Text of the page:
While vertical takeoff and landing aircraft show promise for urban air transport, distributed electric propulsion on existing aircraft may offer an immediately implementable alternative. Dis- tributed electric propulsion has the potential of increasing the aircraft thrust-to-weight ratio and lift coefficient high enough to enable takeoff distances of less than 100 meters. While fuel based propulsion technologies generally increase in specific power with increasing size, electric propul- sion typically can be decreased in size without a decrease in specific power. The smaller but highly power-dense propulsion units enable alternative designs including many small units, optionally powered units, and vectored thrust from the propulsion units, which can all contribute to better runway performance, decreased noise, adequate cruise speed, and adequate range. This concep- tual study explores a retrofit of continuously powered, invariant along the wingspan, open bladed electric propulsion units. To model and explore the design space we used a set of validated models including a blade element momentum method, a vortex lattice method, linear beam finite element analysis, classical laminate theory, composite failure, empirically-based blade noise modeling, mo- tor mass and motor controller empirical mass models, and nonlinear gradient-based optimization. We found that while satisfying aerodynamic, aerostructural, noise, and system constraints, a fully blown wing with 16 propellers could reduce the takeoff distance by over 50% when compared to the optimal 2 propeller case. This resulted in a conceptual minimum takeoff distance of 20.5 meters to clear a 50 ft (15.24 m) obstacle. We also found that when decreasing the allowable noise to 60 dBa, the fully blown 8 propeller case performed the best with a 43% reduction in takeoff distance compared to the optimal 2 propeller case. This resulted in a noise-restricted conceptual minimum takeoff distance of 95 meters.Takeoff distances of this length could open up thousands of potential urban runway locations to make a retrofit distributed electric aircraft an immediately implementable solution to the urban air transport challenge.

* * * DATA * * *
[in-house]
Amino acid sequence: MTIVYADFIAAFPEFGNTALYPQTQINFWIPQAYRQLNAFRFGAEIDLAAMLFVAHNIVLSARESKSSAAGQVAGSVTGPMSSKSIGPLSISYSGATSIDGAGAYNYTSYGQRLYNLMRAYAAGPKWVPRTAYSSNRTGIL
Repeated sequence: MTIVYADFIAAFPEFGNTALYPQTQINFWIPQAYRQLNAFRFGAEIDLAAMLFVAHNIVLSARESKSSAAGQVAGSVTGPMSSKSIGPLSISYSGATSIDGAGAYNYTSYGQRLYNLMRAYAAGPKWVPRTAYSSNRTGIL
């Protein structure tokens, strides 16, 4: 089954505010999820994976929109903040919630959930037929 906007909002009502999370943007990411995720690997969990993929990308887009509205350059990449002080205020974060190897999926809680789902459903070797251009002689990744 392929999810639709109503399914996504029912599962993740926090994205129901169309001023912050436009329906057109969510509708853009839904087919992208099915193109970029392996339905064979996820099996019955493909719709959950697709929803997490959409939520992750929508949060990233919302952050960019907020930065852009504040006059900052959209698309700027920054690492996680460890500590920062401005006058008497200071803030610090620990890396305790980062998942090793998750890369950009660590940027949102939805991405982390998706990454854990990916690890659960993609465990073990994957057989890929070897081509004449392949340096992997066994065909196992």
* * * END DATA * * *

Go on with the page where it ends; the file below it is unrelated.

College and Department

Ira A. Fulton College of Engineering and Technology; Mechanical Engineering



Date Submitted


Document Type




First Advisor

Andrew Ning

Second Advisor

Scott L. Thomson

Third Advisor

Steven E. Gorrell


Distributed Electric Propulsion, Aircraft Design Optimization, Propeller Aerostructural Design